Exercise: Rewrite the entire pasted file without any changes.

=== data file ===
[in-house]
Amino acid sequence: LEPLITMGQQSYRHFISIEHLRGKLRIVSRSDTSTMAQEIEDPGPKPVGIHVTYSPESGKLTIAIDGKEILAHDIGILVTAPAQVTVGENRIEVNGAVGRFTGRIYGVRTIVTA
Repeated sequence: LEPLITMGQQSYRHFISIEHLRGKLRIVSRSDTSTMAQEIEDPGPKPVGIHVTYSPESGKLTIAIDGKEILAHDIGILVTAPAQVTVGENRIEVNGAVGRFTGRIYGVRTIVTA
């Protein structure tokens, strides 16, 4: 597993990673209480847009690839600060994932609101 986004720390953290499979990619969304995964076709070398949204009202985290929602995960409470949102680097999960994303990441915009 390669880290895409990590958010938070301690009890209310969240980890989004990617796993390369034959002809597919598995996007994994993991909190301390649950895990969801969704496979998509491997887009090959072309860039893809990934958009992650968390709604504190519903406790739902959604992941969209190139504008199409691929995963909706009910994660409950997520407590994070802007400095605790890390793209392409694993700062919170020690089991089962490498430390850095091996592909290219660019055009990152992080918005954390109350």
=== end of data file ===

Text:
[in-house]
Amino acid sequence: LEPLITMGQQSYRHFISIEHLRGKLRIVSRSDTSTMAQEIEDPGPKPVGIHVTYSPESGKLTIAIDGKEILAHDIGILVTAPAQVTVGENRIEVNGAVGRFTGRIYGVRTIVTA
Repeated sequence: LEPLITMGQQSYRHFISIEHLRGKLRIVSRSDTSTMAQEIEDPGPKPVGIHVTYSPESGKLTIAIDGKEILAHDIGILVTAPAQVTVGENRIEVNGAVGRFTGRIYGVRTIVTA
């Protein structure tokens, strides 16, 4: 597993990673209480847009690839600060994932609101 986004720390953290499979990619969304995964076709070398949204009202985290929602995960409470949102680097999960994303990441915009 390669880290895409990590958010938070301690009890209310969240980890989004990617796993390369034959002809597919598995996007994994993991909190301390649950895990969801969704496979998509491997887009090959072309860039893809990934958009992650968390709604504190519903406790739902959604992941969209190139504008199409691929995963909706009910994660409950997520407590994070802007400095605790890390793209392409694993700062919170020690089991089962490498430390850095091996592909290219660019055009990152992080918005954390109350």